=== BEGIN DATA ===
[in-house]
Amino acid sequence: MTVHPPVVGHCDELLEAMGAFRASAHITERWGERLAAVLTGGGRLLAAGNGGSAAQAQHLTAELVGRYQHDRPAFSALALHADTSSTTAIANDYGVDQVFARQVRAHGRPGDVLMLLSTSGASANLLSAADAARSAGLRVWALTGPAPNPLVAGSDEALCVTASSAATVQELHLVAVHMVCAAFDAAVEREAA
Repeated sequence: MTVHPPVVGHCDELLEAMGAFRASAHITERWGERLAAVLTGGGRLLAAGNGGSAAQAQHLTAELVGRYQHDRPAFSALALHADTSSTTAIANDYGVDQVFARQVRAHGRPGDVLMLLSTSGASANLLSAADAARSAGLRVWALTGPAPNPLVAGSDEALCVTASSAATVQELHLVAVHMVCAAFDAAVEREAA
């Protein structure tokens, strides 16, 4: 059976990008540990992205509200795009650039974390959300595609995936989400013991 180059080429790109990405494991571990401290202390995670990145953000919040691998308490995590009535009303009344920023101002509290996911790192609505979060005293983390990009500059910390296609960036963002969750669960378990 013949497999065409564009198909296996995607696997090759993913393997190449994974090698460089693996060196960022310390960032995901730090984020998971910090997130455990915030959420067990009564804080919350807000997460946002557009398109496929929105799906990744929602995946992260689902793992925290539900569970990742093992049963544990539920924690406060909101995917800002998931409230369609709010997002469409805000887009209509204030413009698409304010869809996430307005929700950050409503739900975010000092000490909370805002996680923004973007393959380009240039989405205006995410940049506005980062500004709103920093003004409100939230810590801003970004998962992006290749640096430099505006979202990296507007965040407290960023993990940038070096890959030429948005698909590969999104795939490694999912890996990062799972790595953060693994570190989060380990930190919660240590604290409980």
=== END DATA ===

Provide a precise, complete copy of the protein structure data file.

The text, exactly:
[in-house]
Amino acid sequence: MTVHPPVVGHCDELLEAMGAFRASAHITERWGERLAAVLTGGGRLLAAGNGGSAAQAQHLTAELVGRYQHDRPAFSALALHADTSSTTAIANDYGVDQVFARQVRAHGRPGDVLMLLSTSGASANLLSAADAARSAGLRVWALTGPAPNPLVAGSDEALCVTASSAATVQELHLVAVHMVCAAFDAAVEREAA
Repeated sequence: MTVHPPVVGHCDELLEAMGAFRASAHITERWGERLAAVLTGGGRLLAAGNGGSAAQAQHLTAELVGRYQHDRPAFSALALHADTSSTTAIANDYGVDQVFARQVRAHGRPGDVLMLLSTSGASANLLSAADAARSAGLRVWALTGPAPNPLVAGSDEALCVTASSAATVQELHLVAVHMVCAAFDAAVEREAA
């Protein structure tokens, strides 16, 4: 059976990008540990992205509200795009650039974390959300595609995936989400013991 180059080429790109990405494991571990401290202390995670990145953000919040691998308490995590009535009303009344920023101002509290996911790192609505979060005293983390990009500059910390296609960036963002969750669960378990 013949497999065409564009198909296996995607696997090759993913393997190449994974090698460089693996060196960022310390960032995901730090984020998971910090997130455990915030959420067990009564804080919350807000997460946002557009398109496929929105799906990744929602995946992260689902793992925290539900569970990742093992049963544990539920924690406060909101995917800002998931409230369609709010997002469409805000887009209509204030413009698409304010869809996430307005929700950050409503739900975010000092000490909370805002996680923004973007393959380009240039989405205006995410940049506005980062500004709103920093003004409100939230810590801003970004998962992006290749640096430099505006979202990296507007965040407290960023993990940038070096890959030429948005698909590969999104795939490694999912890996990062799972790595953060693994570190989060380990930190919660240590604290409980």